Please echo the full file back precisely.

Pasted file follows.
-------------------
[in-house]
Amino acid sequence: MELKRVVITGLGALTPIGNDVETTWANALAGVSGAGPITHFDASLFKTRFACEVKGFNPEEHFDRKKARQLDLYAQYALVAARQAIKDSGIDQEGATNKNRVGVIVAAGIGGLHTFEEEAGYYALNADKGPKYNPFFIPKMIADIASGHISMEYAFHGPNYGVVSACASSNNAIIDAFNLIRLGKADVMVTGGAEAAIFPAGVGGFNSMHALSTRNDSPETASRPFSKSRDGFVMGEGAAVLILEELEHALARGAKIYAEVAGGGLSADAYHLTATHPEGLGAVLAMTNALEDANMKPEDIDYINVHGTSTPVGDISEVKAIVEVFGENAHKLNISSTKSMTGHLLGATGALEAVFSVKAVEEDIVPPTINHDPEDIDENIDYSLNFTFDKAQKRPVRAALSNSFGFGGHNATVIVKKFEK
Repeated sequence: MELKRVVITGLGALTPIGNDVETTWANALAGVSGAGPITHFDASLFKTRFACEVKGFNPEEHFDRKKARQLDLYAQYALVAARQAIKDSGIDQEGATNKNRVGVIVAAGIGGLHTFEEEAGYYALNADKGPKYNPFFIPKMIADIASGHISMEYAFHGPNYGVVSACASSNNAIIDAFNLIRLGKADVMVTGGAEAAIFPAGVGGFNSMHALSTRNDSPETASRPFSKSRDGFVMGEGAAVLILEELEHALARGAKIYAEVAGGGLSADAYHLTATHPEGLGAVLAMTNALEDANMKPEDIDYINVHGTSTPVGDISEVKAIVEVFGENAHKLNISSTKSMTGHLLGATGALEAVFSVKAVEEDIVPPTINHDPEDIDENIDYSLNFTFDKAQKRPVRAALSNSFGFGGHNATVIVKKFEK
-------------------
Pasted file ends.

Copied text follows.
[in-house]
Amino acid sequence: MELKRVVITGLGALTPIGNDVETTWANALAGVSGAGPITHFDASLFKTRFACEVKGFNPEEHFDRKKARQLDLYAQYALVAARQAIKDSGIDQEGATNKNRVGVIVAAGIGGLHTFEEEAGYYALNADKGPKYNPFFIPKMIADIASGHISMEYAFHGPNYGVVSACASSNNAIIDAFNLIRLGKADVMVTGGAEAAIFPAGVGGFNSMHALSTRNDSPETASRPFSKSRDGFVMGEGAAVLILEELEHALARGAKIYAEVAGGGLSADAYHLTATHPEGLGAVLAMTNALEDANMKPEDIDYINVHGTSTPVGDISEVKAIVEVFGENAHKLNISSTKSMTGHLLGATGALEAVFSVKAVEEDIVPPTINHDPEDIDENIDYSLNFTFDKAQKRPVRAALSNSFGFGGHNATVIVKKFEK
Repeated sequence: MELKRVVITGLGALTPIGNDVETTWANALAGVSGAGPITHFDASLFKTRFACEVKGFNPEEHFDRKKARQLDLYAQYALVAARQAIKDSGIDQEGATNKNRVGVIVAAGIGGLHTFEEEAGYYALNADKGPKYNPFFIPKMIADIASGHISMEYAFHGPNYGVVSACASSNNAIIDAFNLIRLGKADVMVTGGAEAAIFPAGVGGFNSMHALSTRNDSPETASRPFSKSRDGFVMGEGAAVLILEELEHALARGAKIYAEVAGGGLSADAYHLTATHPEGLGAVLAMTNALEDANMKPEDIDYINVHGTSTPVGDISEVKAIVEVFGENAHKLNISSTKSMTGHLLGATGALEAVFSVKAVEEDIVPPTINHDPEDIDENIDYSLNFTFDKAQKRPVRAALSNSFGFGGHNATVIVKKFEK